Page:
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Issue 32: What’s the Deal with the Debt Ceiling?

May 15, 2023

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What’s the Deal with the Debt Ceiling?

Politicizing the inevitable increase in America’s national debt
Here we are again: The US government is pushing dangerously close to the debt ceiling, that perennially increasing upper bound imposed by Congress on the nation’s capacity to spend itself deeper into the hole. By the end of 2022, the US national debt had swelled to over $31 trillion, amounting to over 123% of the country’s GDP (see below), with an average annual budget deficit of around $1 trillion since 2001 forcing Congress to occasionally vote on raising the limit. The most recent vote to bump up the debt ceiling was in 2021, though there have been a grand total of 78 increases since 1960. According to the Council on Foreign Relations, 49 of those came under Republican presidents, and 29 under Democrats. Despite both parties overseeing the steady rise in US borrowing, debt ceiling mechanics have become much more politicized within the last fifteen years, with officials on both sides of the aisle playing a game of chicken as the US hurtles toward default.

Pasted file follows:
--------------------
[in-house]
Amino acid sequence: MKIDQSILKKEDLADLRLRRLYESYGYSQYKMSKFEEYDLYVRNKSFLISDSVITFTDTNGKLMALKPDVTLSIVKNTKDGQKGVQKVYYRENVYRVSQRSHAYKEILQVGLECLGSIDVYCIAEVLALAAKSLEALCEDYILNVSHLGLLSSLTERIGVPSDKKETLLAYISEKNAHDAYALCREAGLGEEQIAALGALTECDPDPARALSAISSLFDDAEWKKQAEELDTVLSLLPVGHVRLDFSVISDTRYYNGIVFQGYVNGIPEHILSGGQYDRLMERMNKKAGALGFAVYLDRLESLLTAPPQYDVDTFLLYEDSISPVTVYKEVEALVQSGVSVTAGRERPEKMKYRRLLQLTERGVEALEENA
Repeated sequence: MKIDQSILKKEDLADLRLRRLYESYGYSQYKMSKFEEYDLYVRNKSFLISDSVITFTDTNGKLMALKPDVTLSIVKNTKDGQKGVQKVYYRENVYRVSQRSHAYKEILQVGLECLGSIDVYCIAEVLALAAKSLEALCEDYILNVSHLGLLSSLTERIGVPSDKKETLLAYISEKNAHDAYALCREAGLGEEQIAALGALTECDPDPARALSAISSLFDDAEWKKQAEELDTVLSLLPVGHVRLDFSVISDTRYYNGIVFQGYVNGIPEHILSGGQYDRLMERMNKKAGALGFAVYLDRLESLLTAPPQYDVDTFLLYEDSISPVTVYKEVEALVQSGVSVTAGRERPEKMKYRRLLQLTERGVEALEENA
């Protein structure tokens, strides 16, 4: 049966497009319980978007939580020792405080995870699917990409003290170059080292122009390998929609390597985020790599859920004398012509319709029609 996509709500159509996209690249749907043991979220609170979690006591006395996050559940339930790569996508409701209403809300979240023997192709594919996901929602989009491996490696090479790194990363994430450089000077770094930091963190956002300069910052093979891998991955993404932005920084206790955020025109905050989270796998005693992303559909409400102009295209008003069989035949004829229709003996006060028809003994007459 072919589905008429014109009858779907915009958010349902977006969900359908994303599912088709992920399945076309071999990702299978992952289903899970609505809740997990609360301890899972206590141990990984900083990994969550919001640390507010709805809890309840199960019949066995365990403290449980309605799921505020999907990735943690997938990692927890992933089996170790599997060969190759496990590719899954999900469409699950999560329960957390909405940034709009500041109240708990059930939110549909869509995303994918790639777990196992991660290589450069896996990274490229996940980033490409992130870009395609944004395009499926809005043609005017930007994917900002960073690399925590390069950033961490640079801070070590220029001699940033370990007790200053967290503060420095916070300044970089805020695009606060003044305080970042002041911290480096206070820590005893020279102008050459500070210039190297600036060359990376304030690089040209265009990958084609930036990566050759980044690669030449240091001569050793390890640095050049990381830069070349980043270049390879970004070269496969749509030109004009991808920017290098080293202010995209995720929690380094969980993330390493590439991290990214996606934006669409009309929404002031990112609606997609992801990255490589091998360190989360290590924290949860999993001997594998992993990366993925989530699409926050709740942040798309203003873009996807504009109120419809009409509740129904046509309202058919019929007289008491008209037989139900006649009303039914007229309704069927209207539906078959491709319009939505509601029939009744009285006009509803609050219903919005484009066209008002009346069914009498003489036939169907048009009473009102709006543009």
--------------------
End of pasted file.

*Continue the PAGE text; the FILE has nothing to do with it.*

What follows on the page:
Figure 1 US National Debt

Showdown creates risk of a “constitutional crisis”
According to a study by the World Bank, when debt-to-GDP exceeds 77% for an extended period of time—the US breached this level in 2009, paying to fix the Global Financial Crisis—sustained economic growth is likely to suffer, with every percentage point of debt above this level estimated to cost an economy just around 2 bps of growth per year. But it’s not the long-term problem of high debt levels making investors especially anxious these days: rather, the debt ceiling is giving investors jitters because of what a protracted stalemate might do to the nation’s credit. Last week, US Treasury Secretary Janet Yellen warned of a constitutional crisis that risks economic and financial catastrophe if Congress does not raise the federal debt limit within weeks. Analysts have circled June 1st as the first day government could run out of cash.


Gauging the economic risk of an impasse